Bug #16222 Select on truncated keys
Submitted: 5 Jan 2006 13:21 Modified: 9 Jan 2006 0:31
Reporter: Chris Hamono Email Updates:
Status: Not a Bug Impact on me:
Category:MySQL Server Severity:S3 (Non-critical)
Version:4.0.22 OS:Linux (Linux)
Assigned to: CPU Architecture:Any

[5 Jan 2006 13:21] Chris Hamono

When doing a select on a unique key where the supplied key is longer than the field size, no match is found. and no row returned even if the truncated version exists in the table

If you then subsequently try to insert that key, the value inserted is truncated to the size of the field and a duplicate key error is generated.

The workaround is to truncate the value before using it in the select statement. 

but wouldnt it be better if mysql truncated the key to the field size before it attempted the key lookup?

to truncate it prior to the select statement requires prior knowledge of the length of the field. if the length changes then your function no longer works as required

To test the length of the field prior to the select adds uneeded overhead to the function

This has been around a long time, but I cannot find a bug or information relating to it. so I am submitting this. my apologies if I am repeating old stuff

How to repeat:

insert a value into a table that is guaranteed to be truncated
now do a select on that table with the original value in the where clause

INSERT INTO mytable (mykey) VALUES ('really long value guaranteed to be truncated');

SELECT * FROM mytable WHERE mykey='really long value guaranteed to be truncated';

returns 0 rows

Now ....
INSERT INTO mytable (mykey) VALUES ('really long value guaranteed to be truncated');

returns duplicate key error

Suggested fix:

mysql should truncated the value to the field size before it attempts the lookup in the SELECT statement
[6 Jan 2006 14:48] Valeriy Kravchuk
Thank you for a problem report. Sorry, but it is not a bug - it is intended behaviour:

mysql> create table t1 (c1 char(3));
Query OK, 0 rows affected (0.10 sec)

mysql> insert into t1 values('abcd');
Query OK, 1 row affected, 1 warning (0.04 sec)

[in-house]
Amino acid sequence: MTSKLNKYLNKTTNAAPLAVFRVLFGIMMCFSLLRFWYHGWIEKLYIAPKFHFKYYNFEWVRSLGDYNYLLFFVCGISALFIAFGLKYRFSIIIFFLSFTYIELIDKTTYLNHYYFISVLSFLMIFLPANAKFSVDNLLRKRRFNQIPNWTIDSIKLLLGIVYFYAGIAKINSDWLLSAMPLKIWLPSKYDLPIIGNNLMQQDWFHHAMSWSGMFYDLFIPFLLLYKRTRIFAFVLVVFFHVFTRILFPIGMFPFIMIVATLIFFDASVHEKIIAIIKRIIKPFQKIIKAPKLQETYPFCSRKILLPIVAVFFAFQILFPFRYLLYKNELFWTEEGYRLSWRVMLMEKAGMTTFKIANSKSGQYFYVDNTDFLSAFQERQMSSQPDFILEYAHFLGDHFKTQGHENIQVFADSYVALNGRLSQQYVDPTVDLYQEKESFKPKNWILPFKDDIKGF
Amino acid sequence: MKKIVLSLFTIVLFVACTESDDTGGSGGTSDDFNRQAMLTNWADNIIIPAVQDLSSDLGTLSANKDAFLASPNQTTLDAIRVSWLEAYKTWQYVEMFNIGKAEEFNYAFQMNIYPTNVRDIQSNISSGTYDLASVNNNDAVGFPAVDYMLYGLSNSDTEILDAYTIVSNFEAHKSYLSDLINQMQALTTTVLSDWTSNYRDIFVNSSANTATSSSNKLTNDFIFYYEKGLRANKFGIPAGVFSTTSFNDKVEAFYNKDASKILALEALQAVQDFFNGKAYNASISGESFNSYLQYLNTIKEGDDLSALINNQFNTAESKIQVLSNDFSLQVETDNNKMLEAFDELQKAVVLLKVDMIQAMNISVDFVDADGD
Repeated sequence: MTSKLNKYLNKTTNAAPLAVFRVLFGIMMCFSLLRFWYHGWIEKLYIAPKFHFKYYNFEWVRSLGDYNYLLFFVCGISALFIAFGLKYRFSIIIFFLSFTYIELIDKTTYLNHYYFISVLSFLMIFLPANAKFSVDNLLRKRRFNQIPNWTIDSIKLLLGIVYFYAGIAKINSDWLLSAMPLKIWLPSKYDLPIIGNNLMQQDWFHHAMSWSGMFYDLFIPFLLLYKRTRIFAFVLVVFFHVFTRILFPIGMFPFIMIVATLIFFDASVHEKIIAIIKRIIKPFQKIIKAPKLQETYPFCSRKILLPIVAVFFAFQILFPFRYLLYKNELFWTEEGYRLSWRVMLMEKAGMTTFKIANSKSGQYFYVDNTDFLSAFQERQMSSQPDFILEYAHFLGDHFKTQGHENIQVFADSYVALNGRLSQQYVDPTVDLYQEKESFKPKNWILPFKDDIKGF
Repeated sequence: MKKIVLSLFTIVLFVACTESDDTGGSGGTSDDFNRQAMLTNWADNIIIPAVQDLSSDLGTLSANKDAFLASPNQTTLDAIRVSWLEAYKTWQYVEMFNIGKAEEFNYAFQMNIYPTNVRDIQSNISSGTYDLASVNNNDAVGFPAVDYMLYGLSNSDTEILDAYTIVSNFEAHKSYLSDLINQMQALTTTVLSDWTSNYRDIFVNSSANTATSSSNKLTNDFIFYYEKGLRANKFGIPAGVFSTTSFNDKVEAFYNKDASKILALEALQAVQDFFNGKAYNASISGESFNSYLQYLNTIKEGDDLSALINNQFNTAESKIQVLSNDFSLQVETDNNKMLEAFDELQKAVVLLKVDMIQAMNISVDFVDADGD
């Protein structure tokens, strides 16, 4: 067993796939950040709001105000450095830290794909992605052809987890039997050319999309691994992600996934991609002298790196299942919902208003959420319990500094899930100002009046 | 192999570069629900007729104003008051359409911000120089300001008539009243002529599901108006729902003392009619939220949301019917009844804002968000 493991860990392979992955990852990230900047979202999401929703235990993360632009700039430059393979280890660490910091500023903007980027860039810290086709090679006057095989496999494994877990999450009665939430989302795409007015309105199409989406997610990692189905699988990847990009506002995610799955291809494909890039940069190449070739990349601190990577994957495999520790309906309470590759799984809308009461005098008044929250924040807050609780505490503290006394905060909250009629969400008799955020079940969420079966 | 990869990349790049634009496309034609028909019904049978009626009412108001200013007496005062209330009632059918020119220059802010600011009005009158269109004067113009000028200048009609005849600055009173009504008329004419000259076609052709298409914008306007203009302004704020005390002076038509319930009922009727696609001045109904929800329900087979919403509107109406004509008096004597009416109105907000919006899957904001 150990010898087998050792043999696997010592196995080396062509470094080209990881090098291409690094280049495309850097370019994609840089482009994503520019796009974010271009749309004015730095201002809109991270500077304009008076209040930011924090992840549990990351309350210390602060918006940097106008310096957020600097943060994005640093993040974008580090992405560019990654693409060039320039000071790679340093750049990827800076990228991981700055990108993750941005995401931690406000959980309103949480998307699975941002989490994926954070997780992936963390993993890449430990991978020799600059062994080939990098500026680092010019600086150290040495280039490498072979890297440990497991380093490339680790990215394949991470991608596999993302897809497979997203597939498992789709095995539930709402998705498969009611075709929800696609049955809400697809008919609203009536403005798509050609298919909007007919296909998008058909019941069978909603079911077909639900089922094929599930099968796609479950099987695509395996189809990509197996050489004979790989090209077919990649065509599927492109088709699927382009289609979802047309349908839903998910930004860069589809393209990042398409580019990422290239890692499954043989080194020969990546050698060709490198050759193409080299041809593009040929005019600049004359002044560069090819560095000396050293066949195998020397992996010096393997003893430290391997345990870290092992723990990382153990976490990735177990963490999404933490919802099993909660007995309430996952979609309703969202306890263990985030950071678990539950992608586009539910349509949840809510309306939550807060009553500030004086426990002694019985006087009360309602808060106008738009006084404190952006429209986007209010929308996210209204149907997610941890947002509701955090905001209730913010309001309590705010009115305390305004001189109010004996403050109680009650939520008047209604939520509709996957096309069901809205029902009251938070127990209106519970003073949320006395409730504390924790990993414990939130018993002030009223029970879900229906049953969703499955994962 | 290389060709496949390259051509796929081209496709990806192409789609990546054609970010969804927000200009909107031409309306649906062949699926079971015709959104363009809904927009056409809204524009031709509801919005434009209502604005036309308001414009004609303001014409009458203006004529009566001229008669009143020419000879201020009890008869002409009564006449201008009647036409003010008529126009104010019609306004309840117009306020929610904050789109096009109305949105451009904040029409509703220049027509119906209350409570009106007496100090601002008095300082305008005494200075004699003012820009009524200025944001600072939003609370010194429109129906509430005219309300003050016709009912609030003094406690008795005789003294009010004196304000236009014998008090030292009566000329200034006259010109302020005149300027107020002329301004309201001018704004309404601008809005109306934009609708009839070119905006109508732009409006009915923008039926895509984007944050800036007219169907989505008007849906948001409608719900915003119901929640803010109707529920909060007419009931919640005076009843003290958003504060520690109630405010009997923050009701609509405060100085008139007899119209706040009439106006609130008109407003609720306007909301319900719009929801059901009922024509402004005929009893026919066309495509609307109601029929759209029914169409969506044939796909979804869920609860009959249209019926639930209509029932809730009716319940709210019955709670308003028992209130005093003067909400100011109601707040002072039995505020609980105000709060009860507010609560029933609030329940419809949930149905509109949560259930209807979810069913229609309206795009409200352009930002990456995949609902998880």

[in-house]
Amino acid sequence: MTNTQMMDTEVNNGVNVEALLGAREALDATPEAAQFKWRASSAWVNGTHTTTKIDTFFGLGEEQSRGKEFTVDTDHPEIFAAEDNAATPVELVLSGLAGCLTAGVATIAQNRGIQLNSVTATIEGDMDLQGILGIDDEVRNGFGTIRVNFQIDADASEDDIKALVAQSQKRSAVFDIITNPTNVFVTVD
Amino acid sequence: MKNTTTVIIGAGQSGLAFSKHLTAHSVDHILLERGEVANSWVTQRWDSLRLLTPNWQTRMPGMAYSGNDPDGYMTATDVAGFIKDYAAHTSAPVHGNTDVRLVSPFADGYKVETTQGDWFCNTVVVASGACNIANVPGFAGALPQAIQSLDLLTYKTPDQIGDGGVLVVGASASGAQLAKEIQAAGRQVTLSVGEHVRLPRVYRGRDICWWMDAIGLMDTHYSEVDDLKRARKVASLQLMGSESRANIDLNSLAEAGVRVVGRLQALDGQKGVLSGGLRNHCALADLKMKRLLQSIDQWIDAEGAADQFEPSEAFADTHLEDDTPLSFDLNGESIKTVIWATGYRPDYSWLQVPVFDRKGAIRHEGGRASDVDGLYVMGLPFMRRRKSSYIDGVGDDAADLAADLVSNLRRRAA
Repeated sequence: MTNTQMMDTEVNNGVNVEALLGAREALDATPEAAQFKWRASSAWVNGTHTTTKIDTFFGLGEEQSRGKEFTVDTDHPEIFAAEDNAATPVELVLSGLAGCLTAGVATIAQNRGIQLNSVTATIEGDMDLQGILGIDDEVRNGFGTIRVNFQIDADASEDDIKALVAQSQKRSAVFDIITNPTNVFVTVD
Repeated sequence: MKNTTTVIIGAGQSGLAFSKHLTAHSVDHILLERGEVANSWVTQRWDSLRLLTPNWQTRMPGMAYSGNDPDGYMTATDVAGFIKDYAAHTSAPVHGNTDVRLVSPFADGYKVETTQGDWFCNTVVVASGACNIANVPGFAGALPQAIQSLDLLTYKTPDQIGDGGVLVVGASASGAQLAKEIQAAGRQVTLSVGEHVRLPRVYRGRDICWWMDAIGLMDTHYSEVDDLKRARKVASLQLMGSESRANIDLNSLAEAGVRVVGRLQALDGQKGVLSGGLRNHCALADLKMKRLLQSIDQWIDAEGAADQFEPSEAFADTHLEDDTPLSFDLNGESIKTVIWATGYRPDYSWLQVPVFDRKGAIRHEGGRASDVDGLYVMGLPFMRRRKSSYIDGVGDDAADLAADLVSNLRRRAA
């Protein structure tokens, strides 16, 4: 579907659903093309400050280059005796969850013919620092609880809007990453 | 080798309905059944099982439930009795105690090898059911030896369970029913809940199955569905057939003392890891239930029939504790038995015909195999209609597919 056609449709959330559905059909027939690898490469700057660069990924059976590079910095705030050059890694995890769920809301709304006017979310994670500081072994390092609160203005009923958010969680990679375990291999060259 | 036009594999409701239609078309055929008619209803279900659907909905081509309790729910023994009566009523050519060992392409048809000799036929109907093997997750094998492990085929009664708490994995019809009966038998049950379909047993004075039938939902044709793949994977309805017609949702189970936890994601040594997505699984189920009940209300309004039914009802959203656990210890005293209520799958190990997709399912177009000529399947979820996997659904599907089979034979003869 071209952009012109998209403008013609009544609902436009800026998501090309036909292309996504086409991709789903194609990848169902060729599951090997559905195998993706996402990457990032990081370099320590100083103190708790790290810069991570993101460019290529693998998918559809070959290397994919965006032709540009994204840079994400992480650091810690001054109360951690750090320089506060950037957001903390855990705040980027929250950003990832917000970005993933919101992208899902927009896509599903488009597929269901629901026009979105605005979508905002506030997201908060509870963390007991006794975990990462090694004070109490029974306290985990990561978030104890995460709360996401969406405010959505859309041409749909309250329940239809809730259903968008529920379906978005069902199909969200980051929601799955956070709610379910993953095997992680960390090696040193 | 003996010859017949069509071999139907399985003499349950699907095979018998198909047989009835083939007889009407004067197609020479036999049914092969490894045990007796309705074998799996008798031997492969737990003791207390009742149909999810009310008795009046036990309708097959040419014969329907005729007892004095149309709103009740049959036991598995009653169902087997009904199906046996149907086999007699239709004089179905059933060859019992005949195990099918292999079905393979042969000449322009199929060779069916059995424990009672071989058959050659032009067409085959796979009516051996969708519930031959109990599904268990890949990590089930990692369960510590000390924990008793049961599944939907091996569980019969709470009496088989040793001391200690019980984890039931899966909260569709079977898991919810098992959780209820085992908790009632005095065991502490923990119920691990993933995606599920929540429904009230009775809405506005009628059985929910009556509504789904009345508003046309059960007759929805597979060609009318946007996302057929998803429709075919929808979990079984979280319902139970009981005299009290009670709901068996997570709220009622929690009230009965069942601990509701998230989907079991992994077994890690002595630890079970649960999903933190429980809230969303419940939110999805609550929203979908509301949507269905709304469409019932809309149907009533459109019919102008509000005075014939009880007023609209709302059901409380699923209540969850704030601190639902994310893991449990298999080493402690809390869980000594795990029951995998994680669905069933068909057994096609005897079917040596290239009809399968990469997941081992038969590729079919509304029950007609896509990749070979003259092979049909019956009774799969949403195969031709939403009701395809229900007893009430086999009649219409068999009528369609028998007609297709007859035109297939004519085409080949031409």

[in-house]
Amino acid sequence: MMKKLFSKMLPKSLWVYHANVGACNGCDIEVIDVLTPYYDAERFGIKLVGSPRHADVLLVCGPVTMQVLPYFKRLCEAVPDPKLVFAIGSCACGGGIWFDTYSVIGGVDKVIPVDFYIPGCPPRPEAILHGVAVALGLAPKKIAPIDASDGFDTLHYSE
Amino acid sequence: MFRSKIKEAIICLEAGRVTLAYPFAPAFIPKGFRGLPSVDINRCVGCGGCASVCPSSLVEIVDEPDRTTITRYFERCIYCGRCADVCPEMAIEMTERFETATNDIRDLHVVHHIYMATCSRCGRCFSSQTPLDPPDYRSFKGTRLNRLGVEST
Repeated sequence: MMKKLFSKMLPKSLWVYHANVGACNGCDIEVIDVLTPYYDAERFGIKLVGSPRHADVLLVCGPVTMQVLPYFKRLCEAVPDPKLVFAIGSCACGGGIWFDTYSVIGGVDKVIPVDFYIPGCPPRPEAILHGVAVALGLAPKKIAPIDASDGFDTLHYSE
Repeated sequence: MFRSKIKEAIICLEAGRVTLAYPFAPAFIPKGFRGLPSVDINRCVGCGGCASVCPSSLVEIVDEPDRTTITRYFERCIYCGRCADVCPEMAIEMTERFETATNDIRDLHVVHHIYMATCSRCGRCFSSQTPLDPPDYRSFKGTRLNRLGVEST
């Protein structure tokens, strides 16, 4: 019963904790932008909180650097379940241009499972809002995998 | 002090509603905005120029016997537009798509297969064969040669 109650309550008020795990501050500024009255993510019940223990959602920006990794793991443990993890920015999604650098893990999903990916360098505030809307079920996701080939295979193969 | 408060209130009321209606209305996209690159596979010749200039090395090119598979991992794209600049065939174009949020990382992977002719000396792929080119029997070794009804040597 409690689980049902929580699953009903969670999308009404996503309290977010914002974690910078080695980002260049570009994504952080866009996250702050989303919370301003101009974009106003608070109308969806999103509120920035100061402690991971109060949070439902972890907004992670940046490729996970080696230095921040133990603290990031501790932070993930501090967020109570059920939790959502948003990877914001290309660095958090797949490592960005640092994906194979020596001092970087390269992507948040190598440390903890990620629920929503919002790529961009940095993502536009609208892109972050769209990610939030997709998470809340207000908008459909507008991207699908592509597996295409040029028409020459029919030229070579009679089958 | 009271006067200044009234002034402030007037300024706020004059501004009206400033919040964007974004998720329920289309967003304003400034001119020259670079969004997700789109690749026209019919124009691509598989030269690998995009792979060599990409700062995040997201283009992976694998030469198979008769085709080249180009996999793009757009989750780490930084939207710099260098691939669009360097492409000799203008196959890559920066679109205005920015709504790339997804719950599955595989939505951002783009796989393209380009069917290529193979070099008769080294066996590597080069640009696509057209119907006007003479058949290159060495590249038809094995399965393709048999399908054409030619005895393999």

mysql> select * from t1;
| c1   |
| abc  |
1 row in set (0.01 sec)

mysql> select * from t1 where c1 = 'abc';
| c1   |
| abc  |
1 row in set (0.02 sec)

mysql> select * from t1 where c1 = 'abcd';
Empty set (0.00 sec)

mysql> select * from t1 where c1 <> 'abcd';
| c1   |
| abc  |
1 row in set (0.00 sec)

You were warned that the value was truncated, and surely you need to know the column width (N) if you want to compare first N characters only. This is the right behaviour (to pad shorter values with blanks) for string comparison.
[7 Jan 2006 0:19] Chris Hamono
if the original value was inserted in a previous unassociated session you have no idea about the warning.

if then the value to be tested is longer than expected for whatever reason it means the script/program must be aware of the length of the field before knowing where to truncate the longer than expected value before testing it.

this becomes additional overhead required in every script, rather than a single extra test performed in the SQL engine.

although I can see conflict in either implementation. mySQL is not fast if the scripts have to make extra calls in to it to test the length of every field

if a value is truncated b4 being tested a warning could be issued then. mission critical applications would then need to heed that warning if it is issued and ignore it if there is none. 

This is much quicker than retrieving the field length before the test
[8 Jan 2006 10:02] Valeriy Kravchuk
The application that was developed without knowing exact database model (including column types and size) will never be high-performant anyway...

Surely I can mark this bug report as a feature request, but to make it reasonable, can you, please, point out any other popular RDBMS that works as you want?
[9 Jan 2006 0:31] Chris Hamono
Well to be honest I don't deal with other databases so I wouldnt know. I take the attitude that anything scripted is slow. so I do as little in the scripts as possible which includes making calls to mysql only when necessary.

Obviously the rest of the mysql community has little problem with this issue. and it only effects me when I am unable to determine in advance what the maximum amount of recieved data is going to be. so I design the table as a best guess.

Still I would have thought it obvious that a test could not exceed the field length due to the fact that a subsequent insert would fail. but thats only one persons perspective.

At the very least this is now in the bug database so that any one else looking like me can find a previous conversation about it.

If you feel it is worth adding as a feature request please do. you are in a far better position to determine this than me.